Wednesday, June 24, 2015

A Sad Goodbye

Hello blogger friends. I have been away on vacation so I have not had any projects to share.

This post is about something different today. Last Monday, the day before we left for vacation, I had to say goodbye to my childhood home. I lived in this home from age 7 until I moved out at age 25. It was a very traumatic experience for me going through for the last time. It was the last tangible thread of my mother to me and very hard to let go. I know I have the memories but just knowing that my father still lived here was a physical presence of my mother. As I walked through the rooms, I relived little pockets of time and I thought I would share a few of those memories. I decided to post some photos I took that day too. All  are unedited and far from perfect. Life in this house was not perfect but it was a place that I will always consider home.

Here is the house as it is now. When I was growing up it had cedar shingles and was an ugly brown color just like the house I presently live in. My father has cut down a ton of trees so even the front and the side of the house has changed since I last lived here. We sledded down the hill in this yard in the winter, prom and wedding photos were taken and parties thrown.

This is the lilac tree that my mother LOVED and my father cut down one time when she had bumped into it with her car one too many times. (She had her eye taken out due to cancer and had not depth perception about five years before she passed away.) I took three cuttings from this tree that are sitting in a vase. I am trying to figure out a) how to replant them and b) if I do replant them, where should they go?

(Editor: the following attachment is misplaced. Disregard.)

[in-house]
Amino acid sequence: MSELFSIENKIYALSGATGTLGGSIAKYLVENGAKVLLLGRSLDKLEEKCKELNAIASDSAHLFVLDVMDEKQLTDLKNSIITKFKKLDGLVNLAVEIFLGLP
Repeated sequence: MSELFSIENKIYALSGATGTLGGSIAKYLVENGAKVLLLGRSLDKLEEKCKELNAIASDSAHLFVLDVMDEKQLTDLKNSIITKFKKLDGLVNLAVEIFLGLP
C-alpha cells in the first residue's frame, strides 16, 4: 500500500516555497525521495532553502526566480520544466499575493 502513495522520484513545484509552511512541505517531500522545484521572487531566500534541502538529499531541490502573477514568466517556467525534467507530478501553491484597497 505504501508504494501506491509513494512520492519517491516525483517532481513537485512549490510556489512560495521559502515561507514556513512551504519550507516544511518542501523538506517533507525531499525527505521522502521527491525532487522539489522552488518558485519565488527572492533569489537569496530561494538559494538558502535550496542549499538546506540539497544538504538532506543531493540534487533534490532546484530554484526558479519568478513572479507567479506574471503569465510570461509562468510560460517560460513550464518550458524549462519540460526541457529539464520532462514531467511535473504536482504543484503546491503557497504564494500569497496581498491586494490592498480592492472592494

Here is the kitchen. Again, it is not how it was but it was the heart of our house. The cabinets were a pale color, with green trim. The walls had wall paper with green and yellow butterflies-my mother's favorite. We ate family dinners here almost every night, made cut out cookies every Christmas, and played many a game on the table with family and friends. My mother used to give up her dinner last minute to have enough for whatever friend was hanging around at the time. Sometimes when we had the music cranked up, she would grab us and try to have us jitterbug with her around the kitchen.

If the walls of this living room could talk!! The walls have been white the whole time my father has lived here. It also remained unfurnished for most of my childhood and had a bright green carpet. Two lonely gold covered chairs used to sit sadly by the fireplace. My sister Jen and I used to tumble down the hall into the living room-just enough to give us a running start to do acrobatics!! We would perform "shows" for my mother to watch. Later when my parents bought furniture, we were only allowed to go in it when there was company. Sometimes it was a nice place to sit in and look out the window when it was dark.

My sister and I shared this room when we first moved here in 1977. My mother decorated it with bright yellow and orange wall paper. On the floor was a matching yellow and orange shag rug-the beautiful colors of the 1970's. Poor Jen had a very messy roommate in me. My mother was always dumping my drawers or emptying my closet into the center of the room to make me pick up. Even then I was a "collector!"  Many hours of Barbies were played on that floor and games like "houseboat" were played on our bunk beds. You would get bit by a shark if your foot touched the floor.